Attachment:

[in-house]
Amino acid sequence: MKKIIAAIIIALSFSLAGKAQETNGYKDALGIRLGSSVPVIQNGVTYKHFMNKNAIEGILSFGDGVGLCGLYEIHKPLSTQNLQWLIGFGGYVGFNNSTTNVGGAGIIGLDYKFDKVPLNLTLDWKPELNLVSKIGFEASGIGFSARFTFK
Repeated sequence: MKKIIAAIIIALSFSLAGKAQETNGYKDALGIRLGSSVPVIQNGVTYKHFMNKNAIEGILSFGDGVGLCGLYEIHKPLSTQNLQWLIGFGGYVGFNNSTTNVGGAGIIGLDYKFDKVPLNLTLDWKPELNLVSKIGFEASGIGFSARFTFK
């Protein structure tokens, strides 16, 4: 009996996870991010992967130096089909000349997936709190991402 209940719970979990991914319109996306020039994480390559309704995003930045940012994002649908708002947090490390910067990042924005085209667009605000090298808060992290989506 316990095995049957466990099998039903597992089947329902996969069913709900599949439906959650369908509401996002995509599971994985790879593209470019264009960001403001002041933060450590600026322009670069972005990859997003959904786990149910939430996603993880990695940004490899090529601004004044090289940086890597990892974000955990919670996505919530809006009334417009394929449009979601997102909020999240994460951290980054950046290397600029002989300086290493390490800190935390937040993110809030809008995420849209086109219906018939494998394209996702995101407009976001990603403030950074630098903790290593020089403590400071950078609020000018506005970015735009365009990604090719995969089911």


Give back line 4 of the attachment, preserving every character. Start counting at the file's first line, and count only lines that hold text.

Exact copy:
């Protein structure tokens, strides 16, 4: 009996996870991010992967130096089909000349997936709190991402 209940719970979990991914319109996306020039994480390559309704995003930045940012994002649908708002947090490390910067990042924005085209667009605000090298808060992290989506 316990095995049957466990099998039903597992089947329902996969069913709900599949439906959650369908509401996002995509599971994985790879593209470019264009960001403001002041933060450590600026322009670069972005990859997003959904786990149910939430996603993880990695940004490899090529601004004044090289940086890597990892974000955990919670996505919530809006009334417009394929449009979601997102909020999240994460951290980054950046290397600029002989300086290493390490800190935390937040993110809030809008995420849209086109219906018939494998394209996702995101407009976001990603403030950074630098903790290593020089403590400071950078609020000018506005970015735009365009990604090719995969089911």